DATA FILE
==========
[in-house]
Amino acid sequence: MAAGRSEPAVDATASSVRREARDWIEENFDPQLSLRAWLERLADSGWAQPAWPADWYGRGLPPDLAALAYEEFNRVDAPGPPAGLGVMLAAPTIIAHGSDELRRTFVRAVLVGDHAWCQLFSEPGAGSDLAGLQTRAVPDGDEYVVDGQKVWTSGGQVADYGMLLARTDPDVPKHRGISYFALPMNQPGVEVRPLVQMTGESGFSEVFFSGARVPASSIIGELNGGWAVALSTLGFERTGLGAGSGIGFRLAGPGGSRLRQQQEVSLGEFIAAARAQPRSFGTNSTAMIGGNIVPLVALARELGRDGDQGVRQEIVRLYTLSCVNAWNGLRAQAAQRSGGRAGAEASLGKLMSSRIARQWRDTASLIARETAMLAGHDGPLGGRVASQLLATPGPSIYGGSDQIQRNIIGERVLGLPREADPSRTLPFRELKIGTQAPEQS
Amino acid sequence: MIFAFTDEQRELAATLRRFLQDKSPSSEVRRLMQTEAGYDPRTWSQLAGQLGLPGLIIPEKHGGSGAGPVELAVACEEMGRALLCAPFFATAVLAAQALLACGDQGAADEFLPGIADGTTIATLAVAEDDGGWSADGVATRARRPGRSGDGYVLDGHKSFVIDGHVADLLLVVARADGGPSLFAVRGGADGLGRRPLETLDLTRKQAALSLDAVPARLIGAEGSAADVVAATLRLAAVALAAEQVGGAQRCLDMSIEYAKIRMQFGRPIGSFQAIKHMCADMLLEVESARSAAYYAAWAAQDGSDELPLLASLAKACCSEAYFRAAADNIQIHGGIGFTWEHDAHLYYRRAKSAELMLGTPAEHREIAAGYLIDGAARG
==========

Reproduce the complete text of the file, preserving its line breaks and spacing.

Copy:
[in-house]
Amino acid sequence: MAAGRSEPAVDATASSVRREARDWIEENFDPQLSLRAWLERLADSGWAQPAWPADWYGRGLPPDLAALAYEEFNRVDAPGPPAGLGVMLAAPTIIAHGSDELRRTFVRAVLVGDHAWCQLFSEPGAGSDLAGLQTRAVPDGDEYVVDGQKVWTSGGQVADYGMLLARTDPDVPKHRGISYFALPMNQPGVEVRPLVQMTGESGFSEVFFSGARVPASSIIGELNGGWAVALSTLGFERTGLGAGSGIGFRLAGPGGSRLRQQQEVSLGEFIAAARAQPRSFGTNSTAMIGGNIVPLVALARELGRDGDQGVRQEIVRLYTLSCVNAWNGLRAQAAQRSGGRAGAEASLGKLMSSRIARQWRDTASLIARETAMLAGHDGPLGGRVASQLLATPGPSIYGGSDQIQRNIIGERVLGLPREADPSRTLPFRELKIGTQAPEQS
Amino acid sequence: MIFAFTDEQRELAATLRRFLQDKSPSSEVRRLMQTEAGYDPRTWSQLAGQLGLPGLIIPEKHGGSGAGPVELAVACEEMGRALLCAPFFATAVLAAQALLACGDQGAADEFLPGIADGTTIATLAVAEDDGGWSADGVATRARRPGRSGDGYVLDGHKSFVIDGHVADLLLVVARADGGPSLFAVRGGADGLGRRPLETLDLTRKQAALSLDAVPARLIGAEGSAADVVAATLRLAAVALAAEQVGGAQRCLDMSIEYAKIRMQFGRPIGSFQAIKHMCADMLLEVESARSAAYYAAWAAQDGSDELPLLASLAKACCSEAYFRAAADNIQIHGGIGFTWEHDAHLYYRRAKSAELMLGTPAEHREIAAGYLIDGAARG